The Devil And The Tugman                                  Gezz Overington

Come listen to me, lads, and a tale I’ll tell to you,
You might think it rather strange, me lads, but every word is true,
It happened on the Kellingley in 1962,
When the Devil paid a call upon that brave and gallant crew.

Chorus: Stoke up your boiler, lads, don’t let the pressure fall;
We never will forget the day the devil paid a call.

The night was coming on and the stars began to glow,
The crew were supping tea in the cabin down below,
When on that cabin door there came a rat-tat-tat,
And there stood the devil in his three-cornered hat.

Now our skipper, Goff, he were a friendly sort of chap,
He said, “Come right on in, me lad, and hang up thi cap.
Now then, Mr Devil, what can we do for you ?
Would you like a mug of tea or a nice plate of stew ?”

The Devil spoke these very words, the truth to you I’ll tell,
“There ain’t no bloody coal left to stoke the fires of Hell!”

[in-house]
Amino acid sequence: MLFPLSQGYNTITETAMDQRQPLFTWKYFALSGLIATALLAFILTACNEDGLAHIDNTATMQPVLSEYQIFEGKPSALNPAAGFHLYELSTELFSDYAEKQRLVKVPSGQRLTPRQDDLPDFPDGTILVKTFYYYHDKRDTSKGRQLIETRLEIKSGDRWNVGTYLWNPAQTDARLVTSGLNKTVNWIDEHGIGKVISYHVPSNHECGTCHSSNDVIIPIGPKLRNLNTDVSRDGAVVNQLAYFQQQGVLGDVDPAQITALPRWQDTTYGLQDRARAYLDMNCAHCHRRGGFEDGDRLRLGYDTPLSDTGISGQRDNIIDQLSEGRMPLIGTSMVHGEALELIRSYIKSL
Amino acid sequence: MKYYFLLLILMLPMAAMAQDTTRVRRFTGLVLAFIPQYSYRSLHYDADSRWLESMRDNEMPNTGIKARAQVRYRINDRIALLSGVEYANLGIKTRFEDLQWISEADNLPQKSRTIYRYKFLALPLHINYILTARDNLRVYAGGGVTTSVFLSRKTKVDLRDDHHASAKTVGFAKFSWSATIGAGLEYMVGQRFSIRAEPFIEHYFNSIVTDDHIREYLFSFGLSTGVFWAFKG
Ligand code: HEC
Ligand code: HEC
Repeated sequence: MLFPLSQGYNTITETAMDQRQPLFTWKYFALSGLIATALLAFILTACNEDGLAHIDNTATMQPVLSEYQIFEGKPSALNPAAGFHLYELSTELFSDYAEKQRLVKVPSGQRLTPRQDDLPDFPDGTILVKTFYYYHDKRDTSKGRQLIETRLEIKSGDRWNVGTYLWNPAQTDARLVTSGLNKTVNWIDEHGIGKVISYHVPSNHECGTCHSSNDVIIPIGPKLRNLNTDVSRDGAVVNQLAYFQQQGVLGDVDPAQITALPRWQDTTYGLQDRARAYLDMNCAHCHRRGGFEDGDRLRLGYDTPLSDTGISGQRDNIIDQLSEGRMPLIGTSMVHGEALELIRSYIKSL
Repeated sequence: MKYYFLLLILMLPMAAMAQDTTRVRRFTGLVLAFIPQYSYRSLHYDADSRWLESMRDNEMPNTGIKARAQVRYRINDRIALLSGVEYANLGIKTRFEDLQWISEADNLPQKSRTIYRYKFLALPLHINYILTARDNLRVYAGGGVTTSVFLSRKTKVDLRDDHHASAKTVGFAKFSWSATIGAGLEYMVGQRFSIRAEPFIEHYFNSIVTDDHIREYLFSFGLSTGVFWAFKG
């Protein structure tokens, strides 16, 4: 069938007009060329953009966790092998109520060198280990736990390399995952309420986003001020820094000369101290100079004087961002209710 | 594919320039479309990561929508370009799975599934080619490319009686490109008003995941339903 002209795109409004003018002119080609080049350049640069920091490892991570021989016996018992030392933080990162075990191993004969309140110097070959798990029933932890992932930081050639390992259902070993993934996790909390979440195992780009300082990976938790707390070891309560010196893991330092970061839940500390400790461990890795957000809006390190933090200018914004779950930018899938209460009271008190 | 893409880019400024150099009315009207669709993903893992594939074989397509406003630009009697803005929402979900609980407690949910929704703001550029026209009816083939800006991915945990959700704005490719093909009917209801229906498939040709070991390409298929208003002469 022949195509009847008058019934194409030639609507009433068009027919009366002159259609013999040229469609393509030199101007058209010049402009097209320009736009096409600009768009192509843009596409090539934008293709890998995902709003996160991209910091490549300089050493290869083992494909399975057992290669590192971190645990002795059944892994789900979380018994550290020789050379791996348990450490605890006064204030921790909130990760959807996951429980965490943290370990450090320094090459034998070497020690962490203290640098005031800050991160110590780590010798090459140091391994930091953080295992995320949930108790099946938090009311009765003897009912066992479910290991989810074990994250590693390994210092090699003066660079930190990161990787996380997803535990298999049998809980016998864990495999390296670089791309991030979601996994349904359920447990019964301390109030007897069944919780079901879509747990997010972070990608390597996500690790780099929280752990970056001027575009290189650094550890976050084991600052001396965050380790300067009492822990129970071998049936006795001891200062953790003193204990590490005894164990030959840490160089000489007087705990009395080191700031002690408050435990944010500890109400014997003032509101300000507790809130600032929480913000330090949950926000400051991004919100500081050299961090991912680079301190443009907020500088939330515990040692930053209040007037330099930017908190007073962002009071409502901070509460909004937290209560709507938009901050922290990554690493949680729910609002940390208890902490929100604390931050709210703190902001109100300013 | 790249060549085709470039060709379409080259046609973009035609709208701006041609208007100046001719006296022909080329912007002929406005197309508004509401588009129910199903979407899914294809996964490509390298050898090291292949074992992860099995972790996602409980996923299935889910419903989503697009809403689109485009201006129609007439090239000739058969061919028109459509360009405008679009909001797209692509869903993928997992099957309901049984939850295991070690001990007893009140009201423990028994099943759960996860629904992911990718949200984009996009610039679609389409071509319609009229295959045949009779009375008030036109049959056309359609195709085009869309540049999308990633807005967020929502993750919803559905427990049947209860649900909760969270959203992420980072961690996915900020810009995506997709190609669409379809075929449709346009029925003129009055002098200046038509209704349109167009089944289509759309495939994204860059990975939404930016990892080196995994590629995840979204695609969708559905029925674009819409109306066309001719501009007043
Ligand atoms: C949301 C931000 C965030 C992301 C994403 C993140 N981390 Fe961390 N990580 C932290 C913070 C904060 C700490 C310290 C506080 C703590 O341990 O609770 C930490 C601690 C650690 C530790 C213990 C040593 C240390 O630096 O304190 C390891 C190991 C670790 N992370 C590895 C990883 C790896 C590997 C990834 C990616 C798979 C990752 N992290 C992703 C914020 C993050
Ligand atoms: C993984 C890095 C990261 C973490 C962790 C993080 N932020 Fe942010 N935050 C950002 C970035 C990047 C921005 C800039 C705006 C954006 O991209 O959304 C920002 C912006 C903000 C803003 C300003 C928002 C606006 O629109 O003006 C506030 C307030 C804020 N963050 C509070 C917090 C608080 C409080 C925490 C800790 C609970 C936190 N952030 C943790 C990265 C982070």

We could see by his face it really weren’t a joke,
So we offered to let him take away a couple of bags of coke.

“Thanks all the same, me lads, but it’s not enough you know;
It won’t keep ’em at it very long shoveling down below.”
The last that we saw of our old pal, Nic,
He was knocking on Lord Robens’ door with his three-pronged stick.

Now. he travelled England far and he travelled England wide;
He couldn’t get no coal, me lads, no matter how he tried.
The last that we heard he’d spent a lot of brass,
He’s had Hell converted on to North Sea gas.



While this is one of Gezz’s imaginative tongue-in-cheek songs it is also having a sly dig at Lord Robens, Chairman of the National Coal Board, who closed down many of the pits in his ten years in office from 1961 to 1971. The reference to ‘stoke up your boiler’ is a little poetic licence. The steam tugs which Goff crewed finished in 1959 when they were replaced by the diesel tugs.